It wasn’t long before Welch left the band. He had thought about leaving before, “but every time I mentioned it, the guys said, ‘yeah, yeah, just stay for one more record,’ and I did. But Jesus was the nail in the coffin as far me leaving Korn.” Couldn’t he be a drug-free Christian and remain in the band? How bad can it be?
“I know it sounds crazy,” says Welch. “Oh poor rock star, everyone loves your music and you got all this money. But I had to leave for my daughter. I heard her singing perverse Korn songs, like ‘all day long I dream about sex’, and I thought, man, I don’t belong here. I got a little girl.”
Leaving wasn’t easy. After over a decade with Korn – he joined at 22, in 1993 – the bandmates had become his best friends. “And that band was like my dream since I was a kid,” he says. But Welch’s born-again ranting made the split all the more difficult. With all the zeal and arrogance of a new convert, convinced that God was speaking through him, he renounced Korn’s music as pollution and said that “Korn helped me witness the tricks the enemy makes you do with music”. Naturally his former bandmates took umbrage. Jonathan Davis described Welch as being on a “false crusade”. He lost touch quickly with the others.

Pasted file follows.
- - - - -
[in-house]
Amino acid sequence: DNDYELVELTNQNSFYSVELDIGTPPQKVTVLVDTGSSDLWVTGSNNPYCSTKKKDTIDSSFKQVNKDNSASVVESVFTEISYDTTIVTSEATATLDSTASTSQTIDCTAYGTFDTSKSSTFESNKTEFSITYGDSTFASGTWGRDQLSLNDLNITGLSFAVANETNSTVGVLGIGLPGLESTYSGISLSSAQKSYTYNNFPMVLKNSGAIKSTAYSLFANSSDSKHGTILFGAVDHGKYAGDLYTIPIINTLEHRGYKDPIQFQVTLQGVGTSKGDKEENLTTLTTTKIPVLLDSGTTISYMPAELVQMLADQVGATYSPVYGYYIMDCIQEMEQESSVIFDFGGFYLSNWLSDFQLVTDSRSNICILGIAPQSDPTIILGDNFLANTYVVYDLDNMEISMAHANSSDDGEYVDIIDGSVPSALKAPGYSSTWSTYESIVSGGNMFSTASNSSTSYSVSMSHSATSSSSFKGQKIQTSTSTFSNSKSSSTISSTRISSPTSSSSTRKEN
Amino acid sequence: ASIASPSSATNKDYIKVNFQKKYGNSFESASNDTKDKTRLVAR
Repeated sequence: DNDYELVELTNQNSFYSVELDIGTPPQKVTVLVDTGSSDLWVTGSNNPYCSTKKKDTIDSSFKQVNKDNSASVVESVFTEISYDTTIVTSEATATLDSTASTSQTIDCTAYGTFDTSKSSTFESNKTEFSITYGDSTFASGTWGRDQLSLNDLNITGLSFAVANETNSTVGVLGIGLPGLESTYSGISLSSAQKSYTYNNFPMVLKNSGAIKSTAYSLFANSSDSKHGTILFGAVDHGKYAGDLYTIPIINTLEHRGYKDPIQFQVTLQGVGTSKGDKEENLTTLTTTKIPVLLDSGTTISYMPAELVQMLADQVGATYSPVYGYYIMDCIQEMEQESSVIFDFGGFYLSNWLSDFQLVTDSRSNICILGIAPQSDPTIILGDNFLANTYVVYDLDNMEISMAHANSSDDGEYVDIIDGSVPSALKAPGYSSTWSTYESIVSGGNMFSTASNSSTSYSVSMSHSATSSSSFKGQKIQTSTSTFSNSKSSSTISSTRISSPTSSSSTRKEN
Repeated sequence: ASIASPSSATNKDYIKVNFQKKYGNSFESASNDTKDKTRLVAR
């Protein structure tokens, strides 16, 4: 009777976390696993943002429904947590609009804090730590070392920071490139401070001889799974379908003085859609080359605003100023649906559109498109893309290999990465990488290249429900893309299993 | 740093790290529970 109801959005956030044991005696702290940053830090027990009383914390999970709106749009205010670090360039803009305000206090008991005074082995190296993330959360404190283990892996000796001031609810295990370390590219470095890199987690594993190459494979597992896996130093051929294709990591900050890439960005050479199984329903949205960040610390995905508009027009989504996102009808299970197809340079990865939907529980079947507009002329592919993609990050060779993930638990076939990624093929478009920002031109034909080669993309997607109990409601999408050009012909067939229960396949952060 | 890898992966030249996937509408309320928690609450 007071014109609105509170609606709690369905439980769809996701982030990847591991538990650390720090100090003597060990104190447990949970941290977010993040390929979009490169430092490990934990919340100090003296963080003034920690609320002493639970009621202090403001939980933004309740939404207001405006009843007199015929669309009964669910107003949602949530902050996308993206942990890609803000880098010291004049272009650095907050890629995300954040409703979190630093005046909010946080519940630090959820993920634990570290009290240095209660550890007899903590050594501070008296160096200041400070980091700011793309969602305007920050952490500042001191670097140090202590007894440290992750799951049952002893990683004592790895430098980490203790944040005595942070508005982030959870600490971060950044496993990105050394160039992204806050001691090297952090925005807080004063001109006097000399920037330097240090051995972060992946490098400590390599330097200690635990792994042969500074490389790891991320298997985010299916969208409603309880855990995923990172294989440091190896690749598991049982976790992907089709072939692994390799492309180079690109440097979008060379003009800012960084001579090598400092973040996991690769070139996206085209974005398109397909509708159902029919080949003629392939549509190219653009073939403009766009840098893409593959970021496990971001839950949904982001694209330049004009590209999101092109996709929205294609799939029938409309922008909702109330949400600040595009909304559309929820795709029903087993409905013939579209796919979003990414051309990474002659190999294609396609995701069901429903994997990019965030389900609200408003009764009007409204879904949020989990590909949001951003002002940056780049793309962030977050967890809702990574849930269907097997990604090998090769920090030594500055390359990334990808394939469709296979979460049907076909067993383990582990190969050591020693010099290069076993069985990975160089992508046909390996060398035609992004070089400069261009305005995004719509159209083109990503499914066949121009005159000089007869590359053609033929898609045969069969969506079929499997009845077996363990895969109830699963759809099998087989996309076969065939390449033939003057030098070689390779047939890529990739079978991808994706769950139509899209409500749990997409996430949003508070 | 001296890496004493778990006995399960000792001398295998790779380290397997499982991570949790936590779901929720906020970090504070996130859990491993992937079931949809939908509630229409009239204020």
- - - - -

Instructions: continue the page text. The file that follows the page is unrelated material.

Today, Welch shies away from his earlier statements. “Aw man, I said a lot of stupid things when I first got saved,” he says. “It’s not about an enemy. That’s church talk – ‘oh that person’s demonic, stay away.’ Satan is just a disobedient son. God deals with them, not us. Our job is just to love.”
And if possible, to convert gangster rappers – one of Welch’s more sustained outbursts since finding God is his comical attempt to convert 50 cent. It began, fittingly enough, in Israel, in March, while he was getting baptised in the Jordan river along with 20 other members of his Bakersfield church. “Man, it was the weirdest thing,” he says. “I felt like God was saying, I’m going to tell you the lyrics and you’re going to sing them to him. That’s when I wrote ‘Cheap Name’. It’s really to the whole gangster rap thing, not just 50 cent. Want me to sing you some?”